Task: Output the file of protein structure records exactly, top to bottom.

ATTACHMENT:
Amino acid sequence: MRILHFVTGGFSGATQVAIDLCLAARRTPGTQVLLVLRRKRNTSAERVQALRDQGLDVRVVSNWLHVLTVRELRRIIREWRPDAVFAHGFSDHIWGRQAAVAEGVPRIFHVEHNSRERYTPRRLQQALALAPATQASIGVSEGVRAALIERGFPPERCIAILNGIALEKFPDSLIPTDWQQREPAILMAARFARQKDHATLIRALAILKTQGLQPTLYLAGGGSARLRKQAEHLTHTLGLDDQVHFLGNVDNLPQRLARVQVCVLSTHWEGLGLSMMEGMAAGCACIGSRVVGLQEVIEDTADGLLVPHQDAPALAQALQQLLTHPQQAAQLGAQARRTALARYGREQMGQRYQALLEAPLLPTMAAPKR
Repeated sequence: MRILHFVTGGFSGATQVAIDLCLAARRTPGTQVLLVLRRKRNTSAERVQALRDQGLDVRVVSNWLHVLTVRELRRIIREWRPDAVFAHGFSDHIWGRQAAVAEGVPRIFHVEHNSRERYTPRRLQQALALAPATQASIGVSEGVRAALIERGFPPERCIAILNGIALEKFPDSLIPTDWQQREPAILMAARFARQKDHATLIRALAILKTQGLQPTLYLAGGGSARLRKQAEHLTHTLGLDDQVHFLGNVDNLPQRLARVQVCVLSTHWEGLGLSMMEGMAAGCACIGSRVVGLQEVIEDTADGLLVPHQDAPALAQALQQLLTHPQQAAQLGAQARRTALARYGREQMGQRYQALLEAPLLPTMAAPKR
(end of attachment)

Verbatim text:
Amino acid sequence: MRILHFVTGGFSGATQVAIDLCLAARRTPGTQVLLVLRRKRNTSAERVQALRDQGLDVRVVSNWLHVLTVRELRRIIREWRPDAVFAHGFSDHIWGRQAAVAEGVPRIFHVEHNSRERYTPRRLQQALALAPATQASIGVSEGVRAALIERGFPPERCIAILNGIALEKFPDSLIPTDWQQREPAILMAARFARQKDHATLIRALAILKTQGLQPTLYLAGGGSARLRKQAEHLTHTLGLDDQVHFLGNVDNLPQRLARVQVCVLSTHWEGLGLSMMEGMAAGCACIGSRVVGLQEVIEDTADGLLVPHQDAPALAQALQQLLTHPQQAAQLGAQARRTALARYGREQMGQRYQALLEAPLLPTMAAPKR
Repeated sequence: MRILHFVTGGFSGATQVAIDLCLAARRTPGTQVLLVLRRKRNTSAERVQALRDQGLDVRVVSNWLHVLTVRELRRIIREWRPDAVFAHGFSDHIWGRQAAVAEGVPRIFHVEHNSRERYTPRRLQQALALAPATQASIGVSEGVRAALIERGFPPERCIAILNGIALEKFPDSLIPTDWQQREPAILMAARFARQKDHATLIRALAILKTQGLQPTLYLAGGGSARLRKQAEHLTHTLGLDDQVHFLGNVDNLPQRLARVQVCVLSTHWEGLGLSMMEGMAAGCACIGSRVVGLQEVIEDTADGLLVPHQDAPALAQALQQLLTHPQQAAQLGAQARRTALARYGREQMGQRYQALLEAPLLPTMAAPKR